• and the extent of their possibilities for misuse in terrorist or criminal attacks.

Two things should be done;

• An overview of existing solutions to tackle the problem that have been developed by Member States

• And an analysis of what type of EU level action would be appropriate and needed, if any.

Both legislative and voluntary measures should be examined. Examples of the latter being, for instance:

• channels for reporting of suspicious transactions or

• scientific and technological solutions to modify specific precursors to reduce the detonating power of explosives made from them.

Cooperation with the private sector is vital in this matter, and ways of developing a closer cooperation could be explored in collaboration with the private sector – manufacturers, retailers and other trade representatives.

The structure which we intend to create should also evaluate whether policy options undertaken in other fields that present similar problems could be used as models on which to develop policies on explosives. The policy for drug pre-cursors (Regulation (EC) No 273/2004) – which improves the monitoring and control of EU trade in chemicals known as drug precursors – should be considered as particularly relevant.

• Regulation (EC) No 273/2004 establishes requirements for operators wishing to place certain substances on the market, such as having a licence;

• Operators are also required to obtain a declaration from the customer, which shows the specific use of the substance;

• A copy of the declaration is to follow the substance during transport, thus allowing authorities responsible for checking vehicle contents to perform control of the substance.

• In addition, under the same Drug Precursors Regulation operators must ensure that all transactions leading to the placing on the market are properly documented, and must notify the competent authorities of any unusual orders or activities regarding the substances.

Some Member States do encourage or require reporting or recording of large or otherwise suspicious sales of key chemicals such as ammonium nitrate, and may encourage vendors not to sell them in large quantities to unknown or suspicious purchasers. Drug pre-cursors and pre-cursors to explosives have often different characteristics (although sometimes the same substances can be used as both drug and explosives precursors), but as for the overall objectives and measures, some ideas could probably be transferred from one sector to the other.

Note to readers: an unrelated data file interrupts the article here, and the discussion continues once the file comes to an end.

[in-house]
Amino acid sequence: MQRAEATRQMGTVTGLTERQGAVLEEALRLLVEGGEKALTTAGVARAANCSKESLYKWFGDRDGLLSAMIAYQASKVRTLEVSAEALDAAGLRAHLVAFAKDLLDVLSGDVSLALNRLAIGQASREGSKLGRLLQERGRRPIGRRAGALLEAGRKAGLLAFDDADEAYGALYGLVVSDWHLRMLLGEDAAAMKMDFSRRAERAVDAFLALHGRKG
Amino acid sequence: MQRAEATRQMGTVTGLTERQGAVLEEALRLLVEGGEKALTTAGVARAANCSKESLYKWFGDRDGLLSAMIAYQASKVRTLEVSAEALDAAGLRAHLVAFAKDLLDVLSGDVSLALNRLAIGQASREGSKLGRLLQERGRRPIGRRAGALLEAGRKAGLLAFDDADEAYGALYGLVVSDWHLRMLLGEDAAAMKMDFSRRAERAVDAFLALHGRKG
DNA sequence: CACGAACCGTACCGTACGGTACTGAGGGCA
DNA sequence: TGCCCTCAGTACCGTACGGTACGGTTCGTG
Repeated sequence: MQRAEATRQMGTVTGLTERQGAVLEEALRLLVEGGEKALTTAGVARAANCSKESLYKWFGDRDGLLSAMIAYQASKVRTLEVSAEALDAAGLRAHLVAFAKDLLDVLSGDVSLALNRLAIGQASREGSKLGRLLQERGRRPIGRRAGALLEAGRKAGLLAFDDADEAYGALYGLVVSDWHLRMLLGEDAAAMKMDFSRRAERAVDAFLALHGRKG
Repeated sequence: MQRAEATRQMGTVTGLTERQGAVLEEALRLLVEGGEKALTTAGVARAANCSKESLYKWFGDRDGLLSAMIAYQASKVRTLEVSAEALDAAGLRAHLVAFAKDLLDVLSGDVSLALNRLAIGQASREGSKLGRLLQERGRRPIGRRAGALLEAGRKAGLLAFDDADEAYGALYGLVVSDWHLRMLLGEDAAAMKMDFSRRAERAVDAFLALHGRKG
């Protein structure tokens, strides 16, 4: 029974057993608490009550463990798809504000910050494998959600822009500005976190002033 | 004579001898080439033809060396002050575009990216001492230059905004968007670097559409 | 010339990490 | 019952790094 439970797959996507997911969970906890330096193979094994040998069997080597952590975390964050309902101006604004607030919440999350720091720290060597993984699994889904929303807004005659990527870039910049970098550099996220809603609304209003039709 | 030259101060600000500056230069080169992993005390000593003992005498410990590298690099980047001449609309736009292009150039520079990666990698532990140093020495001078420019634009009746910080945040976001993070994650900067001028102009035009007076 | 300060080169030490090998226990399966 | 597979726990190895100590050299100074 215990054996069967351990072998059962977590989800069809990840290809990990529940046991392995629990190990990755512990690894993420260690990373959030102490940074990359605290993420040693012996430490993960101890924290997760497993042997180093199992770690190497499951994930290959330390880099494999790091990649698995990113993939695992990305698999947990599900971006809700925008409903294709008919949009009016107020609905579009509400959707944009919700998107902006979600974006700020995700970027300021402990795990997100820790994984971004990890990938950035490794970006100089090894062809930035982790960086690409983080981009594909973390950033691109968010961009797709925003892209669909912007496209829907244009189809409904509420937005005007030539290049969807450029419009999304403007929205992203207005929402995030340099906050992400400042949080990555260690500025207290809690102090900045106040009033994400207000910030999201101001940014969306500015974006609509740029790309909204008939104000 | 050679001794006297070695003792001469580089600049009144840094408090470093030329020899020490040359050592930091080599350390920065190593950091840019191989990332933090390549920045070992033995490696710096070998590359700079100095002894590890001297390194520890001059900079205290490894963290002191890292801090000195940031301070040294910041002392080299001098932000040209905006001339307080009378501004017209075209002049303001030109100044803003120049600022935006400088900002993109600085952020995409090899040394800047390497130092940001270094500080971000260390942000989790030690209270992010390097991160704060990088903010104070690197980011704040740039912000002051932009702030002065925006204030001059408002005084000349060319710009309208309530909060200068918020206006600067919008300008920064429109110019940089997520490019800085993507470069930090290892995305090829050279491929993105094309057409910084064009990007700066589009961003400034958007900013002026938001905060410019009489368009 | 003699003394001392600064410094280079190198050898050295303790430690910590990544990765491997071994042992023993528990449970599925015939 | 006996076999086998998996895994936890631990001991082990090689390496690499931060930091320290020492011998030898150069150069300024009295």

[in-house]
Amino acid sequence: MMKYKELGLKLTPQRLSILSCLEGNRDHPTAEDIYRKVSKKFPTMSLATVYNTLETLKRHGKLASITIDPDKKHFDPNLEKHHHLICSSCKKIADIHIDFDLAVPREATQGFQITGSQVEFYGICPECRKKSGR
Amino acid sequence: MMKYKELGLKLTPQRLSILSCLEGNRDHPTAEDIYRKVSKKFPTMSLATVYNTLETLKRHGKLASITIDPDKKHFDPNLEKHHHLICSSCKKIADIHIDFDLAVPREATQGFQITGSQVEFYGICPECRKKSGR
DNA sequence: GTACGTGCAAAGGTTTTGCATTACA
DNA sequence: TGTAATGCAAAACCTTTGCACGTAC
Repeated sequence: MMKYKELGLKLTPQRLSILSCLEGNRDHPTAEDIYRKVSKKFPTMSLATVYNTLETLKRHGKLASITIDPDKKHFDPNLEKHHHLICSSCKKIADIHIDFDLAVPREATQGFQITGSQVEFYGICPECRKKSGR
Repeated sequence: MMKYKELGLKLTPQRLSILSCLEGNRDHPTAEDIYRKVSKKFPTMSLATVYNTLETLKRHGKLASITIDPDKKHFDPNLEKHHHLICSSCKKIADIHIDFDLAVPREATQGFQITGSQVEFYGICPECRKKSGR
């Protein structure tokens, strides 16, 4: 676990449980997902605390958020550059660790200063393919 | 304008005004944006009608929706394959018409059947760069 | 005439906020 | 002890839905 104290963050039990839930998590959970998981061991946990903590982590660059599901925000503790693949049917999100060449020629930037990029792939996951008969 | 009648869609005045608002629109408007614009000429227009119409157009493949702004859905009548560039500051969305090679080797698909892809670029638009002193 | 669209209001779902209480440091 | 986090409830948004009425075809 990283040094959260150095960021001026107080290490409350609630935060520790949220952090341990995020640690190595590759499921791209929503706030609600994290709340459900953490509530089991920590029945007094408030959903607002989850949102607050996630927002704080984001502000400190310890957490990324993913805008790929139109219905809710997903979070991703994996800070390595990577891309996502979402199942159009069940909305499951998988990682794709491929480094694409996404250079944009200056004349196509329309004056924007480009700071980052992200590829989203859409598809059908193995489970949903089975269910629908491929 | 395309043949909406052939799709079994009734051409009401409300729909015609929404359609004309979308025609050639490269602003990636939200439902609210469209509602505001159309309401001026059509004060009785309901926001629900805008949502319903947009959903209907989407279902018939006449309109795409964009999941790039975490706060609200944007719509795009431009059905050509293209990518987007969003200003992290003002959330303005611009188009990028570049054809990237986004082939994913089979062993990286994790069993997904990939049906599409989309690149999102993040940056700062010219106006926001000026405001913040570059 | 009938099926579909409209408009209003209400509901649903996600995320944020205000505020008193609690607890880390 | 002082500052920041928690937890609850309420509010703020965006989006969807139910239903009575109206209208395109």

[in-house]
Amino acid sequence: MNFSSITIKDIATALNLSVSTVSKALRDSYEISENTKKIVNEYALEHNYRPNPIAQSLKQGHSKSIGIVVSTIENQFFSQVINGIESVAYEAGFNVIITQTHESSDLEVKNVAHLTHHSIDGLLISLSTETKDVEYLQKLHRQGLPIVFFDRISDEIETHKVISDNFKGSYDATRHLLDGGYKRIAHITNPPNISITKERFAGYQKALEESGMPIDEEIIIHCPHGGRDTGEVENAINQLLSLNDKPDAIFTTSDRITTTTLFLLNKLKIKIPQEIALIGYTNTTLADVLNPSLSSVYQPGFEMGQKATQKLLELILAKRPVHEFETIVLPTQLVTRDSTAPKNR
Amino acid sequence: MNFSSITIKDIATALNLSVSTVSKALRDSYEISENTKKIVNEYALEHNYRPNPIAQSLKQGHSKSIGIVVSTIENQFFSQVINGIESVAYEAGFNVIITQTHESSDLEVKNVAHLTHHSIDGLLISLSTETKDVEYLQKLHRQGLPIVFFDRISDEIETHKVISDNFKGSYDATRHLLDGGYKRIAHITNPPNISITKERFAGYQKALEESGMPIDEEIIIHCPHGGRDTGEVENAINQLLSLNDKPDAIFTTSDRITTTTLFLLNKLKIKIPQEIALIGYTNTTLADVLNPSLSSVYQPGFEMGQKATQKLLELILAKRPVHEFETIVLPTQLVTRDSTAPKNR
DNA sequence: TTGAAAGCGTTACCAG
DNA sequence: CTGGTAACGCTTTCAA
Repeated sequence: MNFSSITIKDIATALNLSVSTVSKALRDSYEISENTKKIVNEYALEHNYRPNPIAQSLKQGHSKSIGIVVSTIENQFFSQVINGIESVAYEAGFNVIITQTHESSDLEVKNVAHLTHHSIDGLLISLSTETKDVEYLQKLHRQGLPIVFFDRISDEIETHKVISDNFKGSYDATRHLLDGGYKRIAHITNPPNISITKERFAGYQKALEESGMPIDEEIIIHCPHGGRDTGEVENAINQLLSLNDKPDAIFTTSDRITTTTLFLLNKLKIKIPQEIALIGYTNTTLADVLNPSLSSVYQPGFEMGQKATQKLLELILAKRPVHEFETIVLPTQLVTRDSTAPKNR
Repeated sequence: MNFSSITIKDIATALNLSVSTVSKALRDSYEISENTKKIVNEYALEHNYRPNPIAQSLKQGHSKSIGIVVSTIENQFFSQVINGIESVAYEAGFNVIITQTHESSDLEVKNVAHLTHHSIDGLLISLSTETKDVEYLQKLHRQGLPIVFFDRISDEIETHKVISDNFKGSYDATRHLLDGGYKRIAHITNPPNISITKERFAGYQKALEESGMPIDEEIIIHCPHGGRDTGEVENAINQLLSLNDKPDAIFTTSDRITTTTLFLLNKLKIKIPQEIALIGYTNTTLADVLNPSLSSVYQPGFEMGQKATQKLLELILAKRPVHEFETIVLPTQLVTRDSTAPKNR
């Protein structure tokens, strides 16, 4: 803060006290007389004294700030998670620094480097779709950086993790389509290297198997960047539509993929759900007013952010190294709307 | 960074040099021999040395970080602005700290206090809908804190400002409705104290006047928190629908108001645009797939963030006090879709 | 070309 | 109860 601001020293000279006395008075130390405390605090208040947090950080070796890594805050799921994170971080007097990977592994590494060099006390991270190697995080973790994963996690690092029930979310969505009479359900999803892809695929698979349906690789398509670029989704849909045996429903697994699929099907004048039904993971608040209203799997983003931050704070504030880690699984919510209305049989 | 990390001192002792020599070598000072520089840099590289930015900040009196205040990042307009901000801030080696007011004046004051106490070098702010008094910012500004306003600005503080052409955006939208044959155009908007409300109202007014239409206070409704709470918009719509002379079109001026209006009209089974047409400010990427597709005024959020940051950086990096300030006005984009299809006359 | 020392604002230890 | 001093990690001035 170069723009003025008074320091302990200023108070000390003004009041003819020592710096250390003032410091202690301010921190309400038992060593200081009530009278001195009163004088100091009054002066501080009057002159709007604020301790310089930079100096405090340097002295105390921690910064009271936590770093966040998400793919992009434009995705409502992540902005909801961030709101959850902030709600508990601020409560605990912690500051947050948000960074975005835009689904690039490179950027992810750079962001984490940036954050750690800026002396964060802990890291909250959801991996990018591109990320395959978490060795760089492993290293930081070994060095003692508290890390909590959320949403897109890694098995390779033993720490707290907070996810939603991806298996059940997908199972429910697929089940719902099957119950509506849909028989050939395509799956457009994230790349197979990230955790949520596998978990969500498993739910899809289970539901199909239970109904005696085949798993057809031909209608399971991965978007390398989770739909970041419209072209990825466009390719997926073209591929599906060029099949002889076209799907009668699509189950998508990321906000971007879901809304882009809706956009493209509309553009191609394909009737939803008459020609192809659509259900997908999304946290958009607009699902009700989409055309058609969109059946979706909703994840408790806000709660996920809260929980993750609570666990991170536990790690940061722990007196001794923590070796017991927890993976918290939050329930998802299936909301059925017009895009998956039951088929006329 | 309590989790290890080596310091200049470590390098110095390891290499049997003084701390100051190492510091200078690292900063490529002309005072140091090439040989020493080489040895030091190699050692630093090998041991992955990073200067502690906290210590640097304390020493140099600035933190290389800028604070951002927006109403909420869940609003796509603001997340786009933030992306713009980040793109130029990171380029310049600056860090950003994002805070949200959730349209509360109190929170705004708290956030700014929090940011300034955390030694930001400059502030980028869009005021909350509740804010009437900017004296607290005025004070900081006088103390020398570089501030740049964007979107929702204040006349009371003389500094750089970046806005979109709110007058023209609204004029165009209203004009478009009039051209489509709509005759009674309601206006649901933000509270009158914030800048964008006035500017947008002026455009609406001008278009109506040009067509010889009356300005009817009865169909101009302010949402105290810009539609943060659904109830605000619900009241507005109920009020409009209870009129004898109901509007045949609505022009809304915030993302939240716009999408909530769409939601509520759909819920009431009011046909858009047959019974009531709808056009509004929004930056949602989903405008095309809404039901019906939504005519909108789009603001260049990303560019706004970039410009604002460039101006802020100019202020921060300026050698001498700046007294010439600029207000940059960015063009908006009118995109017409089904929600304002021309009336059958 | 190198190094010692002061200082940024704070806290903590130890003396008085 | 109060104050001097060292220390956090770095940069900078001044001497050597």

Furthermore, the structure that could be created will also be expected to evaluate the policy approaches that countries outside the EU like Australia and the United States have adopted to tackle the difficult problem of precursors to explosives. Any elements within those approaches that can be transferable to an EU scenario would be strongly welcome, keeping in mind the fundamental differences in legal systems and the specific nature of the European Union.

The Task Force must treat the subject in the most comprehensive manner, possibly highlighting the advantages and disadvantages of each policy option. Of course, a combination of policy options might be required and the reasons why a combination of a particular series of measures over another combination is deemed to be more efficient need to be highlighted too. Cost-effectiveness and the impact on industry must play a crucial part in the assessment. The policy options proposed must devise ways of developing extensive contact with the private sector, as well as with public stakeholders.

The work of the structure to be created should result in concrete proposals or recommendations for policy options by July 2007 which the Commission may take up in their proposal for an EU Action Plan for the enhancement of the security of explosives which should be adopted by the Commission in the autumn of 2007.